Unknown Soldier Details Emerge in New Book
The remains of America’s first unknown soldier were brought home by eight men selected for the mission for their extraordinary feats during World War I and the appeal their stories would have as representatives of all American forces overseas, author and historian Patrick K. O’Donnell says.
Describing the World War I generation as “forgotten” and part of a “forgotten war,” O’Donnell learned of the men and their solemn mission on a battlefield walk of Belleau Wood in France a few years ago. He realized the story of the body bearers was “history hidden in plain sight.”
The eight warriors came from the Army, Navy and Marine Corps, and were chosen personally by Army Gen. John J. Pershing, commander of the American Expeditionary Forces in World War I. Their actions in battle were an important part of what Pershing sought to convey to the public.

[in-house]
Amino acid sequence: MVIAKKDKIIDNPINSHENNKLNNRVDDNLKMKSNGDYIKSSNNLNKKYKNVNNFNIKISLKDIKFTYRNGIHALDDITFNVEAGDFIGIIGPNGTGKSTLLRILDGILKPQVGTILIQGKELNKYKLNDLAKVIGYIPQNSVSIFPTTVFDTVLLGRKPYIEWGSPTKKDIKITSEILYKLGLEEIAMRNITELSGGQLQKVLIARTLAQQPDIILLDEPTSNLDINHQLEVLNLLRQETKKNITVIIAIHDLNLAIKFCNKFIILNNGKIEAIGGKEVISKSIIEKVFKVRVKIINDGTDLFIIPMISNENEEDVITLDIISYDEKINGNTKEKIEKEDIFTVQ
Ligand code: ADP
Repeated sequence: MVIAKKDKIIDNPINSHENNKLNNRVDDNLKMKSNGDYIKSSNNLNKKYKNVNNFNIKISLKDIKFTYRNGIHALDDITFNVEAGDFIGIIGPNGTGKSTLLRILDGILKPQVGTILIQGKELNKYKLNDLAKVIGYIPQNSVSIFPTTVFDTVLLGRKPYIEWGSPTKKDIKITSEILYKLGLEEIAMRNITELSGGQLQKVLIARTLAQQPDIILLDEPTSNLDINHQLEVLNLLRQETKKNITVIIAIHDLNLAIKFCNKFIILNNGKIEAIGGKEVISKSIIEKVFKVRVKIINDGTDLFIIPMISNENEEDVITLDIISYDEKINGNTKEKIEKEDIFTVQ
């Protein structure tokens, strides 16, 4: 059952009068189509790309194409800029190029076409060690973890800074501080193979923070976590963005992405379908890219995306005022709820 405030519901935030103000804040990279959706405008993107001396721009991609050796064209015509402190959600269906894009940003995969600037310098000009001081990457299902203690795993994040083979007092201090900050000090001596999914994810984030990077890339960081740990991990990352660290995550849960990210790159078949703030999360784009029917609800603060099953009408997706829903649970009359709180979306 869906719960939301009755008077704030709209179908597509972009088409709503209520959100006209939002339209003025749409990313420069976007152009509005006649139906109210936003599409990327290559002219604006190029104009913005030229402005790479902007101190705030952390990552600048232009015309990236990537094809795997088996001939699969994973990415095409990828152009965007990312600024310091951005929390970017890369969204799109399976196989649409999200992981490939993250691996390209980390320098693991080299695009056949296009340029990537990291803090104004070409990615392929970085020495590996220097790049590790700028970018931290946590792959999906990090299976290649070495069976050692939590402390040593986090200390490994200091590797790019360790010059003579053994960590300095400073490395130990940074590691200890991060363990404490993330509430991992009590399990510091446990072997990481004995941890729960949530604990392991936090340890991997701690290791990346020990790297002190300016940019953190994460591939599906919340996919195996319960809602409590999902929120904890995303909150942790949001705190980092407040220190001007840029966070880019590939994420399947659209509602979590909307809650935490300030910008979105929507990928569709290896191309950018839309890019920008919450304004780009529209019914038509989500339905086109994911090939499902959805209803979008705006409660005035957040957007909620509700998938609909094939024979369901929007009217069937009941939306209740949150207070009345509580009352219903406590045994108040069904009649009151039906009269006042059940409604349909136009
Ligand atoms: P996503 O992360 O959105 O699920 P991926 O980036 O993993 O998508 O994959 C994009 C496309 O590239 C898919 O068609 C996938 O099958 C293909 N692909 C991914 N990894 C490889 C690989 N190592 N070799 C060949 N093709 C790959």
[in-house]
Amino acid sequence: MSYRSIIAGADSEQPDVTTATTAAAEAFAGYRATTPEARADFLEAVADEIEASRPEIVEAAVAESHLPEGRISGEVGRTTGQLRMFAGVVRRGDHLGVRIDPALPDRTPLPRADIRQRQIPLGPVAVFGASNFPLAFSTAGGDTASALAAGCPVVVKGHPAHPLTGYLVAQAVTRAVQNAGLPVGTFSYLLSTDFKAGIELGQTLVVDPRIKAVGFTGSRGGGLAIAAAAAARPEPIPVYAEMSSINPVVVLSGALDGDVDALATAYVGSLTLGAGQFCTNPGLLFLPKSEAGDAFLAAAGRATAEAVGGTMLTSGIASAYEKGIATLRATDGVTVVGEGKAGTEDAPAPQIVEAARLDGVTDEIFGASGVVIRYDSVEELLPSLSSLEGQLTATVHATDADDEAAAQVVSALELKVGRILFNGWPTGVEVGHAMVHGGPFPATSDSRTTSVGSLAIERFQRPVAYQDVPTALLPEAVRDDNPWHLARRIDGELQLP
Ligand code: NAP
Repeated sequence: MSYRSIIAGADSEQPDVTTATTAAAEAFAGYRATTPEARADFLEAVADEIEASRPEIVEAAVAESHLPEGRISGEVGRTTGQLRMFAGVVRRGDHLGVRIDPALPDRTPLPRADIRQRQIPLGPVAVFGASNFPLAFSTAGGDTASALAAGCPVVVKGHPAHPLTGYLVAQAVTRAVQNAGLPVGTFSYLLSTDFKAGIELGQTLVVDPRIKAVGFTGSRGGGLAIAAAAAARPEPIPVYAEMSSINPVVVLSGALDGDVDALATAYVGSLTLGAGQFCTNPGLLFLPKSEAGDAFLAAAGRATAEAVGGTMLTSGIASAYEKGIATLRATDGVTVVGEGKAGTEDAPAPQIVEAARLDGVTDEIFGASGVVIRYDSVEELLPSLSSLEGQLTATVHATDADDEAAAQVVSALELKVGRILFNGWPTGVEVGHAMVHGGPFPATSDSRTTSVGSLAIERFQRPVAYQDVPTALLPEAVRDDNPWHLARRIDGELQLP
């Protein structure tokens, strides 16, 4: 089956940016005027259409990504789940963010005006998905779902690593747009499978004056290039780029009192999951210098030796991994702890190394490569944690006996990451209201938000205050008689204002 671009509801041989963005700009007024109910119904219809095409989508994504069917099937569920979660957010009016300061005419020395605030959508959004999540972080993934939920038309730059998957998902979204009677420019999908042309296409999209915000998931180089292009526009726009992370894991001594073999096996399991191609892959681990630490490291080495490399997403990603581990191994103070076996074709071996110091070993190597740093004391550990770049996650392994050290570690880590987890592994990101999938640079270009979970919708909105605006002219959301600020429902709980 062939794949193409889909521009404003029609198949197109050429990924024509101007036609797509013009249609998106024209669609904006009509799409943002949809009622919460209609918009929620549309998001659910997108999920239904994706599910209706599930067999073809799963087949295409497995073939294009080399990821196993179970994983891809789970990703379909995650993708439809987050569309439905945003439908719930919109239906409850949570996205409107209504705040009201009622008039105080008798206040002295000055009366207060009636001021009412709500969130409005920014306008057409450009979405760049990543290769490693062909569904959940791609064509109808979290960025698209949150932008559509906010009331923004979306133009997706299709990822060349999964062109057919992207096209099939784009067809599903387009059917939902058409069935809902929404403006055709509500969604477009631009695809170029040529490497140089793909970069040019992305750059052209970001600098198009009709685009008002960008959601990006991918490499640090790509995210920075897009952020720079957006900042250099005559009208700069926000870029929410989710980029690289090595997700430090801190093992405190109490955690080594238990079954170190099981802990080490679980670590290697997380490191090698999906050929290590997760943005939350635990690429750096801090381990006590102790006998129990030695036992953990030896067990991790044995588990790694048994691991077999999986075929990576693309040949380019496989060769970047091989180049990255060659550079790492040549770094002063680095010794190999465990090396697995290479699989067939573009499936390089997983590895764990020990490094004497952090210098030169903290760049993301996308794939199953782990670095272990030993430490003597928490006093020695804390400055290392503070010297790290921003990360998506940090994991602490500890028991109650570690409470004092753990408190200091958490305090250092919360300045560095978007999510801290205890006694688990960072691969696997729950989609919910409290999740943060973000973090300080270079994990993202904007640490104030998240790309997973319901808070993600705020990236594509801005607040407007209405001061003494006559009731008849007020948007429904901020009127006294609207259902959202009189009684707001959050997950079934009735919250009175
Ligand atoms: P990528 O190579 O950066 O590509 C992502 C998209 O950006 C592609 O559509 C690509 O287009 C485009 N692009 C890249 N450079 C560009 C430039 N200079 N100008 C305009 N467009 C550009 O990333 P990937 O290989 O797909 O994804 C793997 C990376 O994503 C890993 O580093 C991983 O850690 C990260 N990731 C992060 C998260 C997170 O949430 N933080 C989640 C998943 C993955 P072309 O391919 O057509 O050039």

“It wasn’t chance, it was a deliberate selection,” O’Donnell explained at a recent Heritage Foundation forum where he talked about his new book, The Unknowns: The Untold Story of America’s Unknown Soldier and WWI’s Most Decorated Heroes Who Brought Him Home. Pershing had “an innate fairness about him” and wanted to make sure all the units that fought in France were recognized, he said.
Pershing also wanted a certain military bearing to come through: He required that each man be at least 6 feet tall.